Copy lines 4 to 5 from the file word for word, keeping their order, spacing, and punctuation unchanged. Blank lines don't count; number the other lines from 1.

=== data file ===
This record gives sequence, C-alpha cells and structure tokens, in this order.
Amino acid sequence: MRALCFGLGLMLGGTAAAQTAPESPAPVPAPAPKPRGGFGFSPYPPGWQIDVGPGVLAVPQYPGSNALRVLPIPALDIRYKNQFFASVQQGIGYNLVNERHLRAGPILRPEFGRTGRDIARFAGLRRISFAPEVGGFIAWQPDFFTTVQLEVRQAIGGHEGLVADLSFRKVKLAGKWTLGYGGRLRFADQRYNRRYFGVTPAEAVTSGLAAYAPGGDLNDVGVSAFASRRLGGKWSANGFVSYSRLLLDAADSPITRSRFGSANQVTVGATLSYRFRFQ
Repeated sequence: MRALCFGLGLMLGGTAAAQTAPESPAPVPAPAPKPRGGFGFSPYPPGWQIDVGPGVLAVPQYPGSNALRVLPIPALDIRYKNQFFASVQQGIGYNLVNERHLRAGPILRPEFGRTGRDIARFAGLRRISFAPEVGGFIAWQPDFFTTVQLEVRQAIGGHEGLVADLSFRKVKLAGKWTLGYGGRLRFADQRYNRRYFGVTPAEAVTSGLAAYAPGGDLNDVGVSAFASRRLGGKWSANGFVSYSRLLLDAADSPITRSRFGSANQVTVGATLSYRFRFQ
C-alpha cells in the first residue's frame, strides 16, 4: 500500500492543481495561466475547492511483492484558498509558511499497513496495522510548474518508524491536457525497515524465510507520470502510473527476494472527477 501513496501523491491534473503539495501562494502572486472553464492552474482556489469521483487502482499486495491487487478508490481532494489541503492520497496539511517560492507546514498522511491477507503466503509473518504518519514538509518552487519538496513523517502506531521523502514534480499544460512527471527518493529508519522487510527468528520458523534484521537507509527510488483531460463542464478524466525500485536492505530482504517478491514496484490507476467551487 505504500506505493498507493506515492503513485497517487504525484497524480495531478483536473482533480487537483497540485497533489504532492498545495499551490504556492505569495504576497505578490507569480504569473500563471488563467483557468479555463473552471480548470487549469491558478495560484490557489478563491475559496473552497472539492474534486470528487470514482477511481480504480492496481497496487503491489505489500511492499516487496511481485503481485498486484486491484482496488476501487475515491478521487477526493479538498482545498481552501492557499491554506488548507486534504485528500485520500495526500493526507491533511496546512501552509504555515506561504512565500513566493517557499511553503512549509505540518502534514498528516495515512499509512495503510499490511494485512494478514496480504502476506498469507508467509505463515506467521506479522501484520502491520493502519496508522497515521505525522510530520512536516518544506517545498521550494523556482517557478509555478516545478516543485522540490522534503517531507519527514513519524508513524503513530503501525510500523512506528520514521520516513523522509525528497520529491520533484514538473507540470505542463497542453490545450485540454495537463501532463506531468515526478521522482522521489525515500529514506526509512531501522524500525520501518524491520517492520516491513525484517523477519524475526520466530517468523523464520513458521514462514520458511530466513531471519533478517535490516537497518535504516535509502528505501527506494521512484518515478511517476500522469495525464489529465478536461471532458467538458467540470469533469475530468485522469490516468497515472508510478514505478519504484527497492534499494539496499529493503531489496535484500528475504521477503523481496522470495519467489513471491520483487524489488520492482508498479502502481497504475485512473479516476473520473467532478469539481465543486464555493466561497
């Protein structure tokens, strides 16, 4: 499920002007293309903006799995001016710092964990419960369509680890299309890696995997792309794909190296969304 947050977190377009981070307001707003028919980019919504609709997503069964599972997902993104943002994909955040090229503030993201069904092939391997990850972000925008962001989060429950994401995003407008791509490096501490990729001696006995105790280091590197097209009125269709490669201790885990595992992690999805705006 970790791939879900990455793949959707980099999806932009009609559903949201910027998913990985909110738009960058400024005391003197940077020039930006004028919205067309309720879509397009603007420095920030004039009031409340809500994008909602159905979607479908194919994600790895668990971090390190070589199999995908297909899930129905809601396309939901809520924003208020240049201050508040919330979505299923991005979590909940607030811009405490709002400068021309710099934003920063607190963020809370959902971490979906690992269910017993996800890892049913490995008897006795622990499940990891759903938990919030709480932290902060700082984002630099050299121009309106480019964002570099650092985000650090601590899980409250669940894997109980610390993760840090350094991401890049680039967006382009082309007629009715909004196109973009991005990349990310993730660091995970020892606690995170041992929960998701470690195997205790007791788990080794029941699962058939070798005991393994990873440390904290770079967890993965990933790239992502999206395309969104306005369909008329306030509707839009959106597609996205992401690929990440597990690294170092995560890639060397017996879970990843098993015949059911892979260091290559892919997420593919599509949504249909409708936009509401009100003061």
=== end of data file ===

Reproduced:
C-alpha cells in the first residue's frame, strides 16, 4: 500500500492543481495561466475547492511483492484558498509558511499497513496495522510548474518508524491536457525497515524465510507520470502510473527476494472527477 501513496501523491491534473503539495501562494502572486472553464492552474482556489469521483487502482499486495491487487478508490481532494489541503492520497496539511517560492507546514498522511491477507503466503509473518504518519514538509518552487519538496513523517502506531521523502514534480499544460512527471527518493529508519522487510527468528520458523534484521537507509527510488483531460463542464478524466525500485536492505530482504517478491514496484490507476467551487 505504500506505493498507493506515492503513485497517487504525484497524480495531478483536473482533480487537483497540485497533489504532492498545495499551490504556492505569495504576497505578490507569480504569473500563471488563467483557468479555463473552471480548470487549469491558478495560484490557489478563491475559496473552497472539492474534486470528487470514482477511481480504480492496481497496487503491489505489500511492499516487496511481485503481485498486484486491484482496488476501487475515491478521487477526493479538498482545498481552501492557499491554506488548507486534504485528500485520500495526500493526507491533511496546512501552509504555515506561504512565500513566493517557499511553503512549509505540518502534514498528516495515512499509512495503510499490511494485512494478514496480504502476506498469507508467509505463515506467521506479522501484520502491520493502519496508522497515521505525522510530520512536516518544506517545498521550494523556482517557478509555478516545478516543485522540490522534503517531507519527514513519524508513524503513530503501525510500523512506528520514521520516513523522509525528497520529491520533484514538473507540470505542463497542453490545450485540454495537463501532463506531468515526478521522482522521489525515500529514506526509512531501522524500525520501518524491520517492520516491513525484517523477519524475526520466530517468523523464520513458521514462514520458511530466513531471519533478517535490516537497518535504516535509502528505501527506494521512484518515478511517476500522469495525464489529465478536461471532458467538458467540470469533469475530468485522469490516468497515472508510478514505478519504484527497492534499494539496499529493503531489496535484500528475504521477503523481496522470495519467489513471491520483487524489488520492482508498479502502481497504475485512473479516476473520473467532478469539481465543486464555493466561497
């Protein structure tokens, strides 16, 4: 499920002007293309903006799995001016710092964990419960369509680890299309890696995997792309794909190296969304 947050977190377009981070307001707003028919980019919504609709997503069964599972997902993104943002994909955040090229503030993201069904092939391997990850972000925008962001989060429950994401995003407008791509490096501490990729001696006995105790280091590197097209009125269709490669201790885990595992992690999805705006 970790791939879900990455793949959707980099999806932009009609559903949201910027998913990985909110738009960058400024005391003197940077020039930006004028919205067309309720879509397009603007420095920030004039009031409340809500994008909602159905979607479908194919994600790895668990971090390190070589199999995908297909899930129905809601396309939901809520924003208020240049201050508040919330979505299923991005979590909940607030811009405490709002400068021309710099934003920063607190963020809370959902971490979906690992269910017993996800890892049913490995008897006795622990499940990891759903938990919030709480932290902060700082984002630099050299121009309106480019964002570099650092985000650090601590899980409250669940894997109980610390993760840090350094991401890049680039967006382009082309007629009715909004196109973009991005990349990310993730660091995970020892606690995170041992929960998701470690195997205790007791788990080794029941699962058939070798005991393994990873440390904290770079967890993965990933790239992502999206395309969104306005369909008329306030509707839009959106597609996205992401690929990440597990690294170092995560890639060397017996879970990843098993015949059911892979260091290559892919997420593919599509949504249909409708936009509401009100003061």